Night on the Town

It is a dark and stormy night. Yippie. Nothing like the first big winter blow-in to settle down the revved-up street energy.  They’re gone, briefly, the colorful packs of bicyclists clip-clopping around with their Bovine pastries and cups of coffee. They’re home, the kayakers and mountain bikers and hard-working urbanites, shopping local where they live. And we’re home, too, listening to the storm and thinking about matters local: flooding, high tides, power flickering on and off, trees that fall over, and mud that slithers onto roadways.

The winter night offers the adventure of heading out to socialize or snuggling up at home with Rick Clark’s jazz and blues programs on KWMR–not to mention Netflix, which I won’t. The winter night is a pull to go down under and at the same time a yearning to be out among. Somewhere underneath the programming of “the holiday season” lies the programming of nature’s intentions to make us uneasily aware of the fragile nature of life itself. 

Death is winter’s companion as the days shorten toward the solstice point of turning. Winter builds character as we confront its inhospitality. We need the light of human company to replace the sun’s warmth, so the mid-winter traditions offer the feasts of companionship. There is cooking and decorating and gift-giving and cheerful greetings sung out by one and all. The tree by the Palace Market explodes with wild lights as if it were the Fourth of July. Can’t help but smile when you see that tree!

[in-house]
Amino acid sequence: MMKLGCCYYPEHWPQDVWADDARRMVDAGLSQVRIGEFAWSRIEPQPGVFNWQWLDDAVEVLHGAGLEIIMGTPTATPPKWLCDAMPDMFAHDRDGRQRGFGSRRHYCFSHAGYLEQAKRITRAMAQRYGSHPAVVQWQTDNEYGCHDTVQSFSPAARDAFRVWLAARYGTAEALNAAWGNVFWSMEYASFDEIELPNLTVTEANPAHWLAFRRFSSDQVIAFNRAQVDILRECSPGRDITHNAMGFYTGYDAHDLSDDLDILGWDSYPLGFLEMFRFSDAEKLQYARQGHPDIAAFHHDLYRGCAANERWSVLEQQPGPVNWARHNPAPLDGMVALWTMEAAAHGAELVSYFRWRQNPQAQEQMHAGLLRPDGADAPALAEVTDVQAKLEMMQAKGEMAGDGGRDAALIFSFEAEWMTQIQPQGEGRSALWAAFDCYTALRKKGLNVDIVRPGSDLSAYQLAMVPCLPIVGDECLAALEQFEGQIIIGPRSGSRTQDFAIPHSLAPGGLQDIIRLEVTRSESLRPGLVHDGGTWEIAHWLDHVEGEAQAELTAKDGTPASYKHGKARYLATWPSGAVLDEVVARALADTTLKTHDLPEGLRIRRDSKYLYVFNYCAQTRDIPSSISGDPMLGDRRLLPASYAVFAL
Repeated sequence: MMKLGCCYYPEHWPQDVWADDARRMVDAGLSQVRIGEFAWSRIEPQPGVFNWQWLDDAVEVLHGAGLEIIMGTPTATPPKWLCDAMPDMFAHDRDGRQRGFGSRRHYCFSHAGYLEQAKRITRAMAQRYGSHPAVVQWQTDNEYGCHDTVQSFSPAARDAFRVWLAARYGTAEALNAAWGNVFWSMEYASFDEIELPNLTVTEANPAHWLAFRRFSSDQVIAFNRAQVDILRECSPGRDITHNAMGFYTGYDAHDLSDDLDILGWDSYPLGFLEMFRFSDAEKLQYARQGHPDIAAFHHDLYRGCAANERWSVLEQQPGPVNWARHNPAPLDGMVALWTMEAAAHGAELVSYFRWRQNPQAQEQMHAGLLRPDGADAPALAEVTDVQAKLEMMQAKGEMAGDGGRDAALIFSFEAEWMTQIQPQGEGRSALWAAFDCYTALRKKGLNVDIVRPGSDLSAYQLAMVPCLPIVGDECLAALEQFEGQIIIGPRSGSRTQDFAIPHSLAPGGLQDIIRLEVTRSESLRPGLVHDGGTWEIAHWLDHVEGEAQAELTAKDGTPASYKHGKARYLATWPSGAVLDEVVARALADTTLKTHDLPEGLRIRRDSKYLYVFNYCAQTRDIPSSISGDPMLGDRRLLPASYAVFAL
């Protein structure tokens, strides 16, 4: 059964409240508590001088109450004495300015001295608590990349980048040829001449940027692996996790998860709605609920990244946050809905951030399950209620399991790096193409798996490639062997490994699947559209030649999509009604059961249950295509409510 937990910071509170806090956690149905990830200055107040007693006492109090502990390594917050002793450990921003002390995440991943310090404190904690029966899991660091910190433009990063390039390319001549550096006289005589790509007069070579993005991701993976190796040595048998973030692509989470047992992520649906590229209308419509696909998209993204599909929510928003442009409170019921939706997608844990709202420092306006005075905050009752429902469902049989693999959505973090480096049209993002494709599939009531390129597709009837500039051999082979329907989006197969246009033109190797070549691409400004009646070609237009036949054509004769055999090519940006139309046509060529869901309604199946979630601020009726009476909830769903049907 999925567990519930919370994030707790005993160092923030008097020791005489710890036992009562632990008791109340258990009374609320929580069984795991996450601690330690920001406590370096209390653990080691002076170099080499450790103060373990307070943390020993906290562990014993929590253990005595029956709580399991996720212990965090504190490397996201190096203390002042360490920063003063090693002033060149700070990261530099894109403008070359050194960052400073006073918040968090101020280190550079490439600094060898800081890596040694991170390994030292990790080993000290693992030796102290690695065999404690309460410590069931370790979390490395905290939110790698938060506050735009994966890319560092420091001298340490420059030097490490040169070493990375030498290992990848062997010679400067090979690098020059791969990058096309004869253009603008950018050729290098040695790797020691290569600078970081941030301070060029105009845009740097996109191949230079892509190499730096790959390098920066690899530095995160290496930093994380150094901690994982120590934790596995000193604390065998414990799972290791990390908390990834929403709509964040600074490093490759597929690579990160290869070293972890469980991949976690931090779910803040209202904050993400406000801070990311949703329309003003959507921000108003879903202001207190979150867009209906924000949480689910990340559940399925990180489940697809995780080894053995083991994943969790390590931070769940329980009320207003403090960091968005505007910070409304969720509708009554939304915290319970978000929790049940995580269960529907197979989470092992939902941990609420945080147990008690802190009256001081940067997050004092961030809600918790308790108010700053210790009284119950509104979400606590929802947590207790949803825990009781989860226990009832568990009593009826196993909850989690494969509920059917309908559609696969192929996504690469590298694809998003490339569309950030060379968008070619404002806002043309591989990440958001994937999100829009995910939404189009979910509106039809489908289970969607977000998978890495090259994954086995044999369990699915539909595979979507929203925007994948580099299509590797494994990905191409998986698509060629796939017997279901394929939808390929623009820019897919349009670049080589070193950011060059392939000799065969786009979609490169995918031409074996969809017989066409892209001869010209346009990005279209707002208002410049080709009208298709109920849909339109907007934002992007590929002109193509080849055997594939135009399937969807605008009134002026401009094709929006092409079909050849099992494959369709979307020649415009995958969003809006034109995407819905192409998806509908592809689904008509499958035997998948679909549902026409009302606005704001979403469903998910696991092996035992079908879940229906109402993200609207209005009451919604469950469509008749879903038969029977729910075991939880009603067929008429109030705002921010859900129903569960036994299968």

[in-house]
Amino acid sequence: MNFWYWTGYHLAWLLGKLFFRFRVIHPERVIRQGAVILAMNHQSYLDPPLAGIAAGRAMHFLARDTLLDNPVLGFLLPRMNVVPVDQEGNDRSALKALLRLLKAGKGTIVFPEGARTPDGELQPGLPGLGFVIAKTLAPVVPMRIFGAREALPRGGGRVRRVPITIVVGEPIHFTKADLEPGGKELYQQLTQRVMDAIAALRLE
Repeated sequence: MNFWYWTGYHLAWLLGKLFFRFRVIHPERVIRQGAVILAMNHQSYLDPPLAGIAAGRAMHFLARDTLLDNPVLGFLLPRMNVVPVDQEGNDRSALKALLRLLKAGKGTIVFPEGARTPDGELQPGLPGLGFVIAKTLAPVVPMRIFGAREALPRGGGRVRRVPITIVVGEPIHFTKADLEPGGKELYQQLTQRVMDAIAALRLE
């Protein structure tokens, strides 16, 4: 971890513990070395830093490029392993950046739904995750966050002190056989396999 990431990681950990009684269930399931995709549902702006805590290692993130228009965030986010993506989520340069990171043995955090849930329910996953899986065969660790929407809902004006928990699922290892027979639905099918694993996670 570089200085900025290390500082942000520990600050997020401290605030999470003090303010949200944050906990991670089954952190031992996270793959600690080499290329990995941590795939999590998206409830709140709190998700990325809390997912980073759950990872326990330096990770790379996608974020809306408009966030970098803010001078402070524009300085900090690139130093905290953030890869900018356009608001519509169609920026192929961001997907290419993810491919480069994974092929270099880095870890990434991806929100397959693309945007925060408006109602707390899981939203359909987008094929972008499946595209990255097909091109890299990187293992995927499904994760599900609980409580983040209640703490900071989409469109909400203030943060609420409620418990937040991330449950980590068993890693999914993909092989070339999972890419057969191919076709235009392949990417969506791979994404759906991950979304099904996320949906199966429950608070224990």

We treasure the simplicity of our rural life here where elements speak to us elementally, not metaphorically. There are fires in fireplaces, wind in trees loud enough to spook kids and pets, and the thrill of wild and dangerous waves on familiar beaches. The storms speak to the subconscious awareness of where power really lies. There is no such thing as taming nature. We need to dive in and be nature and let nature teach us what is real and what is not.  It is a dark and stormy night in Point Reyes town and aren’t we lucky that winter is here again.

West Marin Citizen Dec. 27, 2007

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About Elizabeth Whitney

Blue Solar Eagle writer
This entry was posted in Cycles, West Marin and tagged , . Bookmark the permalink.

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